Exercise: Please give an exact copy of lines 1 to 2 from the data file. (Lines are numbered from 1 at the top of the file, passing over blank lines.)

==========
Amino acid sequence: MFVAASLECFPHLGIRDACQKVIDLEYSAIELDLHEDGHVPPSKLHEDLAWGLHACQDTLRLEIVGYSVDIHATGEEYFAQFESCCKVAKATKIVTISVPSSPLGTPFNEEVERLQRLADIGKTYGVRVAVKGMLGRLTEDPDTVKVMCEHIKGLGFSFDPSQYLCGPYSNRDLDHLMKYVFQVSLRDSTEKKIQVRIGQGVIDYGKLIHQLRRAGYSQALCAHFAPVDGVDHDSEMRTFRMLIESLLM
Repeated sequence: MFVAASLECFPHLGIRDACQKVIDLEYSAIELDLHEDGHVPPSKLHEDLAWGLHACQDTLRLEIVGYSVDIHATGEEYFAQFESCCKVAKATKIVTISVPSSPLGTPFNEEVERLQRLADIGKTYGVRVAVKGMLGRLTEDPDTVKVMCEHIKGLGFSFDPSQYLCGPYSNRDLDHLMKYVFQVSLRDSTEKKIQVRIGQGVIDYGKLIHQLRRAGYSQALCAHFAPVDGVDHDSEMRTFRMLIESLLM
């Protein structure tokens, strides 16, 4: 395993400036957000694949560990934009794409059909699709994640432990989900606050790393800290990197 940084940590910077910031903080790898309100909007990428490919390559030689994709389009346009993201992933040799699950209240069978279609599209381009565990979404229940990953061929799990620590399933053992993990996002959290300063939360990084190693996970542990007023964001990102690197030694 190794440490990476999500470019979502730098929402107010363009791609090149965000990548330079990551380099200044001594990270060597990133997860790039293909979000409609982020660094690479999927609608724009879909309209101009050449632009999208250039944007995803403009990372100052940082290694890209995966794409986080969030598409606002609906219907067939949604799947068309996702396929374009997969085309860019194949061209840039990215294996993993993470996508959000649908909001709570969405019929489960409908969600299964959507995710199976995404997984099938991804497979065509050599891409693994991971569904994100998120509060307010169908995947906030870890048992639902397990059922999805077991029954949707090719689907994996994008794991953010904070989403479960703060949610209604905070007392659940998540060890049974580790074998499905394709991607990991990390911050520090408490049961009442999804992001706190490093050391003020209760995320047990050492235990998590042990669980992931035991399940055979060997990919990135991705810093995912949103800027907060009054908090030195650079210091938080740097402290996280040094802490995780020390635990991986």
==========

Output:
Amino acid sequence: MFVAASLECFPHLGIRDACQKVIDLEYSAIELDLHEDGHVPPSKLHEDLAWGLHACQDTLRLEIVGYSVDIHATGEEYFAQFESCCKVAKATKIVTISVPSSPLGTPFNEEVERLQRLADIGKTYGVRVAVKGMLGRLTEDPDTVKVMCEHIKGLGFSFDPSQYLCGPYSNRDLDHLMKYVFQVSLRDSTEKKIQVRIGQGVIDYGKLIHQLRRAGYSQALCAHFAPVDGVDHDSEMRTFRMLIESLLM
Repeated sequence: MFVAASLECFPHLGIRDACQKVIDLEYSAIELDLHEDGHVPPSKLHEDLAWGLHACQDTLRLEIVGYSVDIHATGEEYFAQFESCCKVAKATKIVTISVPSSPLGTPFNEEVERLQRLADIGKTYGVRVAVKGMLGRLTEDPDTVKVMCEHIKGLGFSFDPSQYLCGPYSNRDLDHLMKYVFQVSLRDSTEKKIQVRIGQGVIDYGKLIHQLRRAGYSQALCAHFAPVDGVDHDSEMRTFRMLIESLLM